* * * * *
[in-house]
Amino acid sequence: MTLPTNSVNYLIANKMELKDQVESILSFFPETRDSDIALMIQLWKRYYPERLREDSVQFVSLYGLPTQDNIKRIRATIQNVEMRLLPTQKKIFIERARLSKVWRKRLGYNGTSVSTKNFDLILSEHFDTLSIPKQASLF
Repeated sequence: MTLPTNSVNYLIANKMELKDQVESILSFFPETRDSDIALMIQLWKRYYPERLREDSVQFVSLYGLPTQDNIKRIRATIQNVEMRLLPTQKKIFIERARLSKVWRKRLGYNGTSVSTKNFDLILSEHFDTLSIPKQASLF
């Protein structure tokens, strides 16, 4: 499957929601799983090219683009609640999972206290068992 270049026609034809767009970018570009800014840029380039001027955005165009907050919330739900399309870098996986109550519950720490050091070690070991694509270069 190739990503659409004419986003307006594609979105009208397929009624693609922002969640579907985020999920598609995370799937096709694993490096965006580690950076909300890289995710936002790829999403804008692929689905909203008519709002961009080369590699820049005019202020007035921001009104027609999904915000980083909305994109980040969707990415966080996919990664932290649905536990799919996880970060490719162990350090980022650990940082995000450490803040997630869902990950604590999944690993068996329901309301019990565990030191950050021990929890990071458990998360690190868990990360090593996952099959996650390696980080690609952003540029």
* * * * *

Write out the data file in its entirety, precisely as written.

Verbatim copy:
[in-house]
Amino acid sequence: MTLPTNSVNYLIANKMELKDQVESILSFFPETRDSDIALMIQLWKRYYPERLREDSVQFVSLYGLPTQDNIKRIRATIQNVEMRLLPTQKKIFIERARLSKVWRKRLGYNGTSVSTKNFDLILSEHFDTLSIPKQASLF
Repeated sequence: MTLPTNSVNYLIANKMELKDQVESILSFFPETRDSDIALMIQLWKRYYPERLREDSVQFVSLYGLPTQDNIKRIRATIQNVEMRLLPTQKKIFIERARLSKVWRKRLGYNGTSVSTKNFDLILSEHFDTLSIPKQASLF
């Protein structure tokens, strides 16, 4: 499957929601799983090219683009609640999972206290068992 270049026609034809767009970018570009800014840029380039001027955005165009907050919330739900399309870098996986109550519950720490050091070690070991694509270069 190739990503659409004419986003307006594609979105009208397929009624693609922002969640579907985020999920598609995370799937096709694993490096965006580690950076909300890289995710936002790829999403804008692929689905909203008519709002961009080369590699820049005019202020007035921001009104027609999904915000980083909305994109980040969707990415966080996919990664932290649905536990799919996880970060490719162990350090980022650990940082995000450490803040997630869902990950604590999944690993068996329901309301019990565990030191950050021990929890990071458990998360690190868990990360090593996952099959996650390696980080690609952003540029």